Variants were assessed by a team of clinical geneticists and molecular biologists based on variant ontology (e.g., frameshift, nonsense, missense), in silico predictions of effect on protein and RNA function (e.g., Combined Annotation Dependent Depletion [CADD], PHRED quality score, ADA splice prediction score), and database searches for published literature on each variant. Health care records for the proband in some instances including an EKG or a lipid profile and a detailed pedigree was available to the interpreters. The ACMG guidelines regarding variant interpretation was not published when the study was planned, and not implemented at our institution when the first samples were analyzed [17]. During the study period the ACMG classification system was gradually implemented, and the previous local standard phased out. Only pathogenic or likely pathogenic variants were returned to the probands in accordance with the ACMG v.2.0 guidance. Challenging cases were discussed in special academic fora, see supplementary methods for details.

Genetic counseling, clinical work up and cascade testing

Probands with a SF in one of the genes not associated with cancer predisposition on the ACMG v 2.0 list (36 genes), were informed of the results by a research team member and the findings were noted in the proband’s electronic medical record. The proband was referred to the local department of Clinical Genetics for clinical genetic workup and counselling, and if relevant, the proband/family was referred to clinical management with a relevant specialist (typically pediatrician or specialized cardiologist). Any clinical evaluation or counseling that was performed as result of the return of the SF was undertaken and funded by the Danish health care system and was not a part of the research protocol. Further clinical work up entailed obtaining a medical and family history, clinical exam, and further diagnostic testing such as imaging (echocardiography, cardiac and/or vascular MRI), EKG, 48-hour holter-monitoring, lipid profile measurements, assessment of ICD implantation risk, medical treatment initiation etc, at the discretion of the treating physician. See supplementary methods for further details. If relatives were identified as eligible for genetic counseling and/or cascade testing by the physician in charge of the clinical follow up in the proband, they were referred directly to genetic counselling in the relevant clinical specialty.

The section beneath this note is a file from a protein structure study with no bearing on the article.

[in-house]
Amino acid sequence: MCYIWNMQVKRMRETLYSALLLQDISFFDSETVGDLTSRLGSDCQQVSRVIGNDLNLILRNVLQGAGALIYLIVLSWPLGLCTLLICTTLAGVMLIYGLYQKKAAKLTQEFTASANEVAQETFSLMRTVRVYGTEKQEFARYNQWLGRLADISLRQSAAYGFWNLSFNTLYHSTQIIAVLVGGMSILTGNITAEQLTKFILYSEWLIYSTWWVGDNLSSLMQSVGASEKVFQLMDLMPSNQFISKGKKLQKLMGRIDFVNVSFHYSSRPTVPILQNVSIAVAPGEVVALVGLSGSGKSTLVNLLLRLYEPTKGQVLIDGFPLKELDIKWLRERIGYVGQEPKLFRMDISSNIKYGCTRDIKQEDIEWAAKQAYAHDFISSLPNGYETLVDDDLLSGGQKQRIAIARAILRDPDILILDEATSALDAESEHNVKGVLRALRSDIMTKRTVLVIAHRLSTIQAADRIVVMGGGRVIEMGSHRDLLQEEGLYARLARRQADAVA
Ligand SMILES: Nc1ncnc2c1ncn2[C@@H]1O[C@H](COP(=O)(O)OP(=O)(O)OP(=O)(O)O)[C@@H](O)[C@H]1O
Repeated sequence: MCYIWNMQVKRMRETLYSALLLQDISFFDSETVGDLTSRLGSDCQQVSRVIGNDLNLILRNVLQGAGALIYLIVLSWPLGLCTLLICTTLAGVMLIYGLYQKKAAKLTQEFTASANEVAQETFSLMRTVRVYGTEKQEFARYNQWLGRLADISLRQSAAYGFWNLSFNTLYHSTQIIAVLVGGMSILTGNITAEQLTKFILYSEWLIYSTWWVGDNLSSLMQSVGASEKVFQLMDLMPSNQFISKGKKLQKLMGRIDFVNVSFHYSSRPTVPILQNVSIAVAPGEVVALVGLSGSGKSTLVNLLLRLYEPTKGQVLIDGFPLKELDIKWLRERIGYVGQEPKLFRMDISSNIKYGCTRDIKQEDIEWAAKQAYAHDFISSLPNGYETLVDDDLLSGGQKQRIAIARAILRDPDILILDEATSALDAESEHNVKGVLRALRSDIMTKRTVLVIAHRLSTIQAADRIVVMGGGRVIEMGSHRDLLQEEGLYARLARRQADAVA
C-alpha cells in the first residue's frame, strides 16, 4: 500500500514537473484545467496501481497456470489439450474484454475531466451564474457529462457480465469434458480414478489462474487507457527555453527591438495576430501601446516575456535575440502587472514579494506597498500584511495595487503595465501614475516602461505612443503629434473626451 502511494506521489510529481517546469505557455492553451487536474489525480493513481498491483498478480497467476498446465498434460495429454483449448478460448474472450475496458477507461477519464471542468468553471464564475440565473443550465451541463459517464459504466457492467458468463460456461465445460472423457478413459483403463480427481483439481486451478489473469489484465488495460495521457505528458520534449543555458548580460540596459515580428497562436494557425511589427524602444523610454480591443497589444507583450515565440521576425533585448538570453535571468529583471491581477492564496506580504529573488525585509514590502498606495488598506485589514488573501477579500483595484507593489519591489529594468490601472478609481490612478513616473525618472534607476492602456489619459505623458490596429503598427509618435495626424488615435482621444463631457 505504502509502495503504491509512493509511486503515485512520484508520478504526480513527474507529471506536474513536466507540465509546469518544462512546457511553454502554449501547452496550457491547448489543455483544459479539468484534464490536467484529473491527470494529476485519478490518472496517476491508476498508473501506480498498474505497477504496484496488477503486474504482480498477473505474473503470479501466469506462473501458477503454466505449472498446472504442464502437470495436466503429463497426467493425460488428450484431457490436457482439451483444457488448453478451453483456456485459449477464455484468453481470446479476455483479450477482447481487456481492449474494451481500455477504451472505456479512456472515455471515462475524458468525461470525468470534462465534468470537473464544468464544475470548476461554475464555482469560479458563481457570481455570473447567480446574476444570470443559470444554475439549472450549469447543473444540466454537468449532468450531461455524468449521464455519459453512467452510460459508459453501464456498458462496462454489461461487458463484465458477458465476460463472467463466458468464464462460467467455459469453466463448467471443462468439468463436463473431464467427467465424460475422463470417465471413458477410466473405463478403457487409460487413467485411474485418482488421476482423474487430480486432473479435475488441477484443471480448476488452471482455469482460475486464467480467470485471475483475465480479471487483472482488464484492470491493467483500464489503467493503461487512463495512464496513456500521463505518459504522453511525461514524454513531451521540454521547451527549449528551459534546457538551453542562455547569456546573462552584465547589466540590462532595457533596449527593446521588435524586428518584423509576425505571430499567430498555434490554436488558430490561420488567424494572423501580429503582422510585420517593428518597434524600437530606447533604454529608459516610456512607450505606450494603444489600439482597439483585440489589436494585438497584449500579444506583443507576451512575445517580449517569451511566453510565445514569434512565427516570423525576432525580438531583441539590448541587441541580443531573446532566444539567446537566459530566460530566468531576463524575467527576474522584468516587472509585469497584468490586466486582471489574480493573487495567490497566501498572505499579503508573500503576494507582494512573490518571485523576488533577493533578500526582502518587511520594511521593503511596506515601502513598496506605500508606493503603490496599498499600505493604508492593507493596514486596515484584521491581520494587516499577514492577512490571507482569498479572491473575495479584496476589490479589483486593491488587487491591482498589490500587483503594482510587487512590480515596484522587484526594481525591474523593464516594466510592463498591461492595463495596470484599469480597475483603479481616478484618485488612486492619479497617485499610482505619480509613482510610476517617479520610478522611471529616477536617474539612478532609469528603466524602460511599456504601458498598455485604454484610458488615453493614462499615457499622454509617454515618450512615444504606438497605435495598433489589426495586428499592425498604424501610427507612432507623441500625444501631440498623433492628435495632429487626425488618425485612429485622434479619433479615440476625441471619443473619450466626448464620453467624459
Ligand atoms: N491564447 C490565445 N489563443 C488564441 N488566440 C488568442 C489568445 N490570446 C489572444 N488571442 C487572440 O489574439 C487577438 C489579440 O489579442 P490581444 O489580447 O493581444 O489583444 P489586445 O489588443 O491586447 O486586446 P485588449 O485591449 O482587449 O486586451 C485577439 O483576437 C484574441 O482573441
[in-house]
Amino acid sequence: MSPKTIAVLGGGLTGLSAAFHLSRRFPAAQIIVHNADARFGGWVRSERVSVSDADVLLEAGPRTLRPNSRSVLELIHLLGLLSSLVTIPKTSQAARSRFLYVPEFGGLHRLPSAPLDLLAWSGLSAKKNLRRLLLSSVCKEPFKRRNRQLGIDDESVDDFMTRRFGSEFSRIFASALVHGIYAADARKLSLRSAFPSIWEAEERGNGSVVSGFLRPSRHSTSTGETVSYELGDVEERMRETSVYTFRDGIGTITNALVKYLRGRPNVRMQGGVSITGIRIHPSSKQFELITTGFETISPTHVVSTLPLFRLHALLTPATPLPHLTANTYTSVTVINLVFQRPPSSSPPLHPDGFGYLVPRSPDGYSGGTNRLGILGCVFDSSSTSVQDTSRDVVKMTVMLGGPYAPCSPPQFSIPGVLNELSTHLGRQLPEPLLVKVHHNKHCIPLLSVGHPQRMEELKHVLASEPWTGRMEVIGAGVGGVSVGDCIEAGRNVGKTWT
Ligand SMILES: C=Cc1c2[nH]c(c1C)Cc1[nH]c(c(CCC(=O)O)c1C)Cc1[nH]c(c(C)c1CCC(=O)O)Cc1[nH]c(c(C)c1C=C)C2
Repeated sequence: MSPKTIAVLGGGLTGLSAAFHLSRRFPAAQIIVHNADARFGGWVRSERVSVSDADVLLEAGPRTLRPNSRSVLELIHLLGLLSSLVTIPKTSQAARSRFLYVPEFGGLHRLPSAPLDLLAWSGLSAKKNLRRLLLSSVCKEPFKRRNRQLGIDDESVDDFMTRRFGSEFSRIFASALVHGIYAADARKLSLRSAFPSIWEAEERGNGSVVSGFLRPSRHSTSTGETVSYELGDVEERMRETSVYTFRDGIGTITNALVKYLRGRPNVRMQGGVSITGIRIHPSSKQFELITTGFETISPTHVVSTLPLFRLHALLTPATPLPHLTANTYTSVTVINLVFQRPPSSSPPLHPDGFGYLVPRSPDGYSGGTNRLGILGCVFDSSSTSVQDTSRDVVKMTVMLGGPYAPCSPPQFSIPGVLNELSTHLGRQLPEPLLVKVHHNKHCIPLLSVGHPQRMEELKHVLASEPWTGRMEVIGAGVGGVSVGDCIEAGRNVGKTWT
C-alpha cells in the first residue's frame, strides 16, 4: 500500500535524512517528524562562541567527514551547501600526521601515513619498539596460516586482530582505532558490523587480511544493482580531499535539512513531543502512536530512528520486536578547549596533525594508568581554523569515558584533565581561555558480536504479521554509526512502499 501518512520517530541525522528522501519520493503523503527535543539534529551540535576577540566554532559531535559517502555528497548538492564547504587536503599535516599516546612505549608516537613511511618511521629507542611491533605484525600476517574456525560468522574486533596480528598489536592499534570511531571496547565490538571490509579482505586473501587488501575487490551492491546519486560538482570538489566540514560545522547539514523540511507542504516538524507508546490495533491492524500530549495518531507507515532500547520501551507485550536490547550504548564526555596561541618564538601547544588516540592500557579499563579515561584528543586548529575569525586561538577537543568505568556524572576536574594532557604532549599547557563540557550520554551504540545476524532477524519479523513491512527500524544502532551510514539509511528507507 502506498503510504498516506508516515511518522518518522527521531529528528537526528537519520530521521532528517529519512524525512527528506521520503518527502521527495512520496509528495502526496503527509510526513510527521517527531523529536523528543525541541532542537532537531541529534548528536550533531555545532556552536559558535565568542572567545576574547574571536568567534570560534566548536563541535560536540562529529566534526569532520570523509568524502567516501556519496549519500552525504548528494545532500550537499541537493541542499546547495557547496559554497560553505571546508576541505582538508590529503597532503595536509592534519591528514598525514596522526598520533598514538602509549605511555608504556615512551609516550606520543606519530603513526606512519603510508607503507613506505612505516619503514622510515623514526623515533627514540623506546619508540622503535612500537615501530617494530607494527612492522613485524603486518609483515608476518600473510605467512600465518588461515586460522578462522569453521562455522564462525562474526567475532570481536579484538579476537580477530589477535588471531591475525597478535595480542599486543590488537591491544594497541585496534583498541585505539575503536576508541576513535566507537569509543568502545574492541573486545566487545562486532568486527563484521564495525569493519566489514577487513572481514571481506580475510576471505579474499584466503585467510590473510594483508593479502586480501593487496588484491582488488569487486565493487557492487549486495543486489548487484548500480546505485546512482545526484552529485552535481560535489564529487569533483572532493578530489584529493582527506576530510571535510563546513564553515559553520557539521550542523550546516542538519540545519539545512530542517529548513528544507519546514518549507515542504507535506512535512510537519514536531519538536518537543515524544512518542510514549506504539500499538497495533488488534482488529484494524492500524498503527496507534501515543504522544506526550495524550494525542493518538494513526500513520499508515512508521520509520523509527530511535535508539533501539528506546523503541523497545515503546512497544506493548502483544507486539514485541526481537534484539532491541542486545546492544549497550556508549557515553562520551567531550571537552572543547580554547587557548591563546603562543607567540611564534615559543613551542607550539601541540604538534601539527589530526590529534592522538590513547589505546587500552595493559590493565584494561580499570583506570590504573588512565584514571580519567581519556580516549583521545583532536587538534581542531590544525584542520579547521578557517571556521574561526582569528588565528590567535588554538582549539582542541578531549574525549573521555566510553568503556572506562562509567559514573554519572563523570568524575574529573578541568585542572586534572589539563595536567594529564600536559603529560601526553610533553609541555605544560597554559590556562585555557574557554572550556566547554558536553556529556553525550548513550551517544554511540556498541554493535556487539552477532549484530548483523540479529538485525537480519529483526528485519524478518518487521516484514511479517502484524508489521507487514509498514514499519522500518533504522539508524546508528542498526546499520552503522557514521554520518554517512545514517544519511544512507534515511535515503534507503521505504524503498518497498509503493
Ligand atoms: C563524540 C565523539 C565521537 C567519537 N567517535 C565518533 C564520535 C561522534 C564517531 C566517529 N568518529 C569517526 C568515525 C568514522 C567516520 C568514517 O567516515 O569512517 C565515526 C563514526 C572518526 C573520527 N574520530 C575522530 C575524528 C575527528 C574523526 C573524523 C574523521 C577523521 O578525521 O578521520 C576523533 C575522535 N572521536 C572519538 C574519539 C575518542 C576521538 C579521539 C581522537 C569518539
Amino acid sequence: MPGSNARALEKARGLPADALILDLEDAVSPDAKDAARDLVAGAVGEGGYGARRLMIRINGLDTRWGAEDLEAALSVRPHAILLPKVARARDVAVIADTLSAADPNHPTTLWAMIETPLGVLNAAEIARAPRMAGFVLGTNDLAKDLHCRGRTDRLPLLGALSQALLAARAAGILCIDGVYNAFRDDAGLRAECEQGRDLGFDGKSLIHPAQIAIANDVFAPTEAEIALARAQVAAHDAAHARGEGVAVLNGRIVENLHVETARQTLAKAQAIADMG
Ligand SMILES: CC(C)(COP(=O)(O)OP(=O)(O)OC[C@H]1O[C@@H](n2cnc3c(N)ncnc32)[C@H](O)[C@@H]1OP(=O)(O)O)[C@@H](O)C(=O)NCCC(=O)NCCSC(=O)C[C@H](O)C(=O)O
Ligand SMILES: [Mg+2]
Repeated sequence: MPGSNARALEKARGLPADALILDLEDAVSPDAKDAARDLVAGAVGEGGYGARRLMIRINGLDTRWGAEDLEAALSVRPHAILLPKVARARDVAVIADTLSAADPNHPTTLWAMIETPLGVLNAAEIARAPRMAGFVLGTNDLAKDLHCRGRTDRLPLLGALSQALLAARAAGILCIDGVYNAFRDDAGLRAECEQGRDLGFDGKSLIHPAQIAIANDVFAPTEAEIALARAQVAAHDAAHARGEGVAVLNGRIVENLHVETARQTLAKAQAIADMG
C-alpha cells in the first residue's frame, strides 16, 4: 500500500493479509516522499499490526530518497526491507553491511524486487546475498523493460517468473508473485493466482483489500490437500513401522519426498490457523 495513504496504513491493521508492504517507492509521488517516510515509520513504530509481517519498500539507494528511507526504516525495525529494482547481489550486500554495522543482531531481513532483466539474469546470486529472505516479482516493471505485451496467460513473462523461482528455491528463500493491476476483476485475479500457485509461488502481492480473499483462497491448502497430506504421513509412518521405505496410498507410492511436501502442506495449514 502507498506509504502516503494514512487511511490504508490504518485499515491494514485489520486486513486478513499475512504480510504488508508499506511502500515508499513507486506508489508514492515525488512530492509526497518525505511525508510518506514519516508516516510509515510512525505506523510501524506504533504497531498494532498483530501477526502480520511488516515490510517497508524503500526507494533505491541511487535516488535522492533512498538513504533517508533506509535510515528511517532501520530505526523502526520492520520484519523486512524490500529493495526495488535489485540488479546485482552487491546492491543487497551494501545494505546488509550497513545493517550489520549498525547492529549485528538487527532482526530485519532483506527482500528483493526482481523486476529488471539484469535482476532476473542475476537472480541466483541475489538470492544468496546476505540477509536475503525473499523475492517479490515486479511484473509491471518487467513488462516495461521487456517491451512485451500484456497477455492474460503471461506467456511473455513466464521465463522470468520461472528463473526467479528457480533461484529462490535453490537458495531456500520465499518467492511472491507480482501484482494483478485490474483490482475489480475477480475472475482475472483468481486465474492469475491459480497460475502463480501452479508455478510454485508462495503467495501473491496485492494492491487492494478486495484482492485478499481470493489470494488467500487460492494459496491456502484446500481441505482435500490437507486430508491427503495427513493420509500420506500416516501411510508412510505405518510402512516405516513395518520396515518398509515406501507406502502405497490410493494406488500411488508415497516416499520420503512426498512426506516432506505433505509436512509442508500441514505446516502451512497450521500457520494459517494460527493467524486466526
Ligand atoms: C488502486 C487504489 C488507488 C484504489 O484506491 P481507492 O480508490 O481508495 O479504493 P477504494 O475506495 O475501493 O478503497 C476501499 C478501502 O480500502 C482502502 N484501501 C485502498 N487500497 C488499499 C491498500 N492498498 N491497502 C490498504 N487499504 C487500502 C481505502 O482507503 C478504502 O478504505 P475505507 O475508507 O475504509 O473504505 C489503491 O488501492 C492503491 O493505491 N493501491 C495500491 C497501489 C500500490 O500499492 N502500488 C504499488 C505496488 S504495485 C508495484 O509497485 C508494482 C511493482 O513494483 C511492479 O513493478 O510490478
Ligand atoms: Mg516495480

Actionability and follow-up

Electronic medical records in probands and relatives were reviewed for family history, diagnostic testing results, referral to medical specialists, as well as medical treatment plans relating to the return of the SF. Actionability of a SF was defined as planned regular follow-up (e.g., lipid profile evaluation, clinical follow up in specialized cardiology or pediatric clinic, repeat cardiac imaging), prescription of medical or dietary treatment, invasive medical procedures, and risk reducing medical procedures (e.g., pacemaker or implantable cardioverter defibrillator implantations). Reproductive decisions due to the SF (prenatal diagnostic testing and preimplantation genetic testing) were also included. Uptake was defined as number of relatives tested for the variant per proband, when cascade testing was recommended for the disclosed SF variant.